02032015 Multipolar neurons have many dendrites and a single axon they are the most common type of neuron Bipolar neurons have a single dendrite at one end of the cell and a single axon at the other end This type of neuron is especially common in sensory systems Unipolar neuronhave a single extension process usually thought of as an axon that branches in two directions after leaving the cell body One end is the receptive pole and the other part is the output zone In all three types of neurons the dendrites are the input zone In multipolar and bipolar cells the cell body also receives synapses and also part of the input zone motor neuron the neurons that govern movement They have long axons reaching reaching to synapse muscles causing them to contract to contract in response to commands from the brain Sensory neurons a neuron that is directly affected by changes in the environment such as lightodor or touch lnterneuronsa neuron that is neither a sensory neuron nor a motor neuron it receives input from and sends output to other neurons make up the huge network of complex circuits axons tend to be short Arborization re ects the complexity of a neuron s information processing function the elaborate branching of the dendrites of some neurons Presynaptic Refers to the region of the synapse that releases neurotransmitters Postsynaptic refers to the region that receives and responds to neurotransmitters Presynaptic Membrane the specialized membrane of the axon terminal of the neuron that relays information by releasing a neurotransmitter Postsynaptic Membrane A specialized membrane on the outside of the cell receiving the information by responding to neurotransmitters from a presynaptic neuron Gap between 2040 nm Synaptic Cleft The space between the presynaptic and postsynaptic elements Synaptic Vesicle A small spherical structure 30140 nm in diameter that contains molecules of neurotransmitters In response to electrical activity in the axon the vesicles fuse with the presynaptic membrane which releases molecules of neurotransmitters into the cleft Neurotransmitter AKA synaptic transmitter chemical transmitter or transmitter The chemical released from the presynaptic axon terminal that serves as the basis of communication between neurons ReceptorA protein that binds and reacts to molecules of neurotransmitter or hormone the postsynaptic neurons contain a high density in of receptors some neurons have 10000 synaptic contacts more common 5000 10000 neurons with more elaborate dendrites have more synaptic inputs results in electrical changes in the postsynaptic cell if it is a neuron as are most postsynaptic cells are it increases the likelihood that it will release a neurotransmitter Neural Plasticity The ability of the nervous system to change in response to experiences in the environment Dendritic Spines outgrowths of the dendrites that allow for more surface area and more synaptic contacts which can rapidly be changed by experience or environment Axon Hillock cone shaped projection of the cell body Is the neuron s integration zone converts and processes information into codes of electrical impulses carries messages down axon towards its target Axon Collaterals A branch of an axon from a single neuron because neurons only have one one axon but they allow for multiple branches lnnervateto provide neural input or in uence Axonal Transport the transportation of materials ie enzymes structural proteins etc from the neuronal cell body to distant regions in the dendrites and axons and from the axon terminals back to the cell body Astrocyte a type of glial cell shaped like a star with numerous processes extensions that run in all directions some have sucker like feet on blood vessels that regulate blood ow to provide more supplies to neurons when they are active Receive synapses directly from directly from neurons and also monitor the activity of other neuronal synapses they also may communicate among themselves with neighboring neurons to modulate the neuron s response quotglial transmissionquot involved in the formation of new synapses Microglial Cellvery small glial cells that remove cellular debris from injured or dead cells they are very active they form a spherical containment zone around the injury they are the clean up crew they appear to be involved in neural pain systems they are important for the maintenance of synapses Oligodendrocytes a type of glial cells that form myelin in the central nervous system provide myelination in the brain and spinal cord Schwann Cells the glial cells that form myelin in peripheral nervous system they do the coating of myelin in the rest of the body a single cell can coat a limited length of an axon Nodes of Ranvier gaps between successive segments of the myelin sheath where the axon membrane is exposed Edema the swelling of tissue especially in the brain in response to injury Multiple Sclerosis literally quotmany scarsquot a disorder characterized by widespread demyelination Gross Neuroanatomy the components of the nervous system that are visible to the naked eye Peripheral Nervous Systemthe nervous system beyond the brain and spinal cord Central Nervous System the brain and spinal cord Nerves A collection of axons outside of the central nervous system Sensory Nerves arise from sensory surfaces and convey information from the body to the spinal cord and the brain There are three subsections Cranial Nerves they are connected directly to the brain Spinal Nervesare connected at regular intervals to the spinal cord Autonomic Nervous System the nerves that primarily control the internal organs Cranial Nerves IOlfactory Nerve Conveys smell ii Optic Nerve carries visual information iii Ocuomotor Trochear Abducens contro eye movement viii Vestibuocochear nerve concerned with hearing and balance xi Spinal accessory nerve controls the neck muscles xii hypogossa nerves control the tongue vGeminal serves facial movement through some axons and it controls chewing movement through others vii facial nerves control facial muscles and receive taste sensation ixgossopharyngeal control throat muscles and receive sensations from throat x Vagus extends from the head to the heartiver and intestines Dorsal Roots the branch of a spinal nerve entering the dorsal horn of the spinal cord that carries sensory information from the peripheral nervous system Ventral Root the branch of the spinal nerve arising from the ventral horn of the spinal cord that carries motor messages from the spinal cord to the peripheral nervous system Cervical topmost 8 segments of the spinal cord in the neck region Thoracic the 12 spinal segments below the neck portion corresponding to the chest Lumbar the IS spinal segments that make of the upper part of the lower back Sacral the IS spinal segments that make up the lower part of the lower back Coccygeal the lowest spinal vertebra also known as the tailbone Autonomic Ganglia Collection of nerve cell bodies belonging to the autonomic division of the peripheral nervous system that are found in various locations and innervate major organs Preganglionic autonomic neuronsneurons that run from the run from the central nervous system to the autonomic ganglia Postganglionic referring to neurons in the autonomic nervous system that run from the autonomic ganglia to various targets in the body Sympathetic Nervous System a component of the autonomic nervous system that arises from both the cranial nerves and the spinal cord Sympathetic Chain a chain of ganglia that runs along each side of the spinal column part of the sympathetic nervous system Parasympathetic Nervous System a component of the autonomic nervous system that arises from the cranial nerves and spinal cord Norepinephrine also called noradrenaline a neurotransmitter that is produced and released by the sympathetic postganglionic neurons to accelerate organ activity Also produced by the brainstem and found in various projections through the brain Acetylcholine a neurotransmitter produced and released by the postganglionic neurons to slow down activity Enteric Nervous System an extensive mesh like network of neurons that governs the functioning of the gut Cerebral Hemispheres the right and left halves of the forebrain Cerebral Cortex the outer covering of the of the cerebral hemispheres that consists largely of nerve cell bodies and their branches Gyrus a ridged portion of a convoluted brain surface Sulcus a furrow of a convoluted brain surface Frontal Lobe the most anterior pa rt of the cerebral cortex Parietal Lobes Large regions of the cortex lying between the frontal and occipital lobes of each hemisphere Temporal Lobes Large lateral cortical regions of each cerebral hemisphere continuous with the parietal lobes posteriorly and separated from the frontal lobe by the sylvian ssure Occipital Lobes large regions of cortex covering much of the of the posterior part of each hemisphere Sylvian Fissure aka lateral sulcus a deep ssure that demarcates the temporal lobe Central Sulcus a ssure that divides the frontal lobes from the parietal lobes postcentral gyrus the strip of parietal cortex just behind the central sulcus that receives somatosensory information from the entire body Precentral Gyrus the strip of frontal cortex just in front of the central sulcus that is crucial for motor control Corpus Callosum the main band of axons that connect the two cerebral hemispheres White Matter a shiny layer underneath the cortex that consists largely of axons with white myelin sheaths Gray Matter areas of the brain that are dominated by cell bodies and are devoid of myelin Neural Tube an embryonic structure with subdivisions that correspond to the future forebrainmidbrainand hindbrain Forebrain aka prosencephaon the anterior division of the brain containing cerebral hemispheres the thalamus and hypothalamus Midbrainaka mesencephaon the middle division of the brain Hindbrain aka rhombencephaon the rear division of the brain which in mature vertebrate contains the cerebellum pons and medulla Telencephalonthe frontal subdivision of the forebrain that contains the cerebral hemispheres when fully developed Diencephalon the posterior part of the forebrain including the thalamus and the hypothalamus Metencephalon subdivision of the hindbrain that contains the cerebellum and the pons Pons a portion of the metencephalon part of the brain stem connecting the midbrain to the medulla Cerebellum a structure located at the back of the brain dorsal to the pons that is involved in the central regulation of movement Myelencephalon Medulla the posterior part of the hindbrain continuous with the brain and spinal cord Brain Stem the part of the brain that contains the midbrainpons and cerebellum Nucleus in this context a group of neurons within the nervous system Tract a bundle of axons found within the central nervous system Allocortex brain tissue with with three layers or non layered organization Pyramidal Cells a large type of nerve cell that has a pyramid shaped cell body found in the cerebral cortex Apical Dendrite the dendrite that extends from a pyramidal cell to the outermost surface of the cortex Basal Dendrite One of several dendrites on a pyramidal cell that extend horizontally from the cell body Cortical Column one of the vertical columns the constitute the basic organization of the cortex Basal Ganglia a group of forebrain nuclei including the caudate nucleus globus pallidus and putamen found deep in the cerebral hemispheres Caudate Nucleus one of the basal ganglia has a long extension or tail Putamenone of the basal ganglia Globus Pallidus one of the basal ganglia Substantia Nigra a brainstem structure in humans that innervates the basal ganglia and is named for its dark pigmentation Limbic System a loosely de ned system of widespread nuclei that innervate each other to form a network Amygdala a group of nuclei in the medial part of the temporal lobe Hippocampus a medial temporal lobe structure important for learning and memory Fornix a ber tract that extends from the hippocampus to the mamillary body Cingulate Gyrus cortical portion of the limbic system found in the frontal and parietal midline Olfactory Bulb an anterior projection of the brain that terminates in the upper nasal passages uses small openings in the skull to provide receptors with a sense of smell Thalamus The brain region that surrounds the third ventricle Hypothalamuspart of the diencephalon lying ventral to the thalamus Superior Colliculi Paired grey matter structure in the dorsal midbrain that receive visual information and are involved in direction of visual gaze and visual attention to intended stimuli Inferior Colliculi paired grey matter structures of the dorsal midbrain that receives auditory information Tectumthe dorsal portion of the midbrain including the inferior and superior colliculi Red nucleusa brain stem structure related to motor control Reticular Formation an extensive region of the brain stem extending from the medulla through the thalamus that is involved in arousal waking Purkinje Cell a large type of nerve cell in the cerebral cortex Granule Cell a small type of nerve cell Parallel Fiber one of the axons of the granule cells that form the outermost layer of the cerebellar cortex Meninges three protective sheets of tissue dura materpia mater and arachnoid that surrounds the brain and spinal cord Dura Mater the outermost of the three meninges that surround the brain and spinal cord Pia MAter the innermost of the three meninges that surround the brain and spinal cord Arachnoid the thin covering one of the three meninges that covers the brain and spinal cord between the dura and pia mater Cerebrospinal Fluid CSF the uid that lls the cerebral ventricles Meningitis an acute in ammation of the meninges usually caused by a viral or bacterial infection Meningiomas any class of tumors arising in the meninges Ventricular System a system of uid lled cavities in the brain Lateral Ventricle a complexly shaped lateral portion of the ventricular system within each hemishpere of the brain Choroid Plexus a highly vascular portion of th lingin of the ventricles that secretes cerebrospinal uid Third VentricleThe middle ventricle that conducts cerebrospinal uid from the lateral ventricle to the fourth ventricle Fourth Ventricle the passageway within the pons that recieves cerebrospinal uid from the third ventricle and releases to surround the brain and spinal cord Carotid Ateries the major arteries that ascend the right side of the neck to the brainn supplying blood to the anterioir and middle cerebral arteries Anterior Cerebral Ateries two large artereis arising from the carotids that provide blood to the anterior poles and medial surfaces of the cerebral hemishperes Middle Cerebral Arteries two large artereies arising from the carotids that provide blood to the lateral surface of the cerebral hemishperes Posterior Cerebral Arteries two large arteries arising from the basilar artery that provide blood to the posterior elements of the cerebral hemishperes cerebellum and brainstem Vertebral Arteriesarteries that ascend the vertabrae and ebter the base of the skull and join together to form the basillar artery Circle of Willis a structure at the base of the brain that i sformed by the joining of the carotid and basillar arteries Stroke damage to a region of brain tissu ethat results in the breakage or rupture of blood vessels that supply blood to that region Blood Brain Barrier the mechanism that makes the movement of substances from blood vessels into brain cells more dif cult than exchanges with other body organs which gives the brain more protection from substances in the body Aniography brain imaging technique an image taken w a special xray after the skull has been lled with a radiopaque dye via catheter Computerized Axial TomographyCAT a noninvasive technique to examin brain structure thru computer analysis of xray absorption in several around the head Magnetic Resonance Imaging MRI noninvasive imaging uses magentic energy to generate images of the brain Positron Emission TomograpyPET brain imagine techjnique that combines tomography with injections of radioactive substances in the brain Functinal MRI fMRI monitors blood ow to certain regions of the brain to monitor which areas are active during a given task Diffusion Tensor lMaging DTI a modi ed version of MRI imaging in which the diffusion of water in a con ned space is exploited to produce images of axonal ber tracts Optical lmaging a method for visualizing brain activity in which near infrared light is passed through the scalp and skull Transcranial Magneic Stimulation Localized non invasive stimulation of cortical nerons through the application of a strong magnetic eld Chapter 3 Neurophysiology the study of the process of neurons All living cells have an electrical charge and they more charged on the inside then they are on the outside Electrical Signals are used to pass on information IonAn atom or molecule that has aquired an electrical charge by losing or gaining an electron Cation a positively charged ion such as a potassium or sodium ion Anions negatively charged ion such as a protein or chloride ion they are the majority of ions in teh cell are negatively charged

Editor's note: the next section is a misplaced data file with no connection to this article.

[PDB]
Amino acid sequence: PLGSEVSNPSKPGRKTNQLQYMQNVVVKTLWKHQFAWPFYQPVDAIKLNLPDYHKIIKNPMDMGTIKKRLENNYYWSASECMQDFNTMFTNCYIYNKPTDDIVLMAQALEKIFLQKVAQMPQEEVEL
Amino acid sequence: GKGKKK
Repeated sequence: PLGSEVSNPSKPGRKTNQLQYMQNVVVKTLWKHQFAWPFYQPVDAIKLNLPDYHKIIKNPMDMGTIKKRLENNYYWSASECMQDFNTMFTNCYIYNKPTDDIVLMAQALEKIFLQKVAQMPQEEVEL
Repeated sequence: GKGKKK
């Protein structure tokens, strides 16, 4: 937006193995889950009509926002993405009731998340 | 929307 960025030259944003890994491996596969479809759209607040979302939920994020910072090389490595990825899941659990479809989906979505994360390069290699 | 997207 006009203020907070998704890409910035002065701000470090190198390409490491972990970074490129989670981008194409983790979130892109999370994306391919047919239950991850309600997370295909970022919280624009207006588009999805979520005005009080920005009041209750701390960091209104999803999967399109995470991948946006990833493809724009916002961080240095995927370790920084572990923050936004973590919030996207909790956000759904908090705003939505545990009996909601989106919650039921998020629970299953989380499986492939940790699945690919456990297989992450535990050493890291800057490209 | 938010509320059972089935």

Are you sure you want to buy this material for
You're already Subscribed!
Looks like you've already subscribed to StudySoup, you won't need to purchase another subscription to get this material. To access this material simply click 'View Full Document'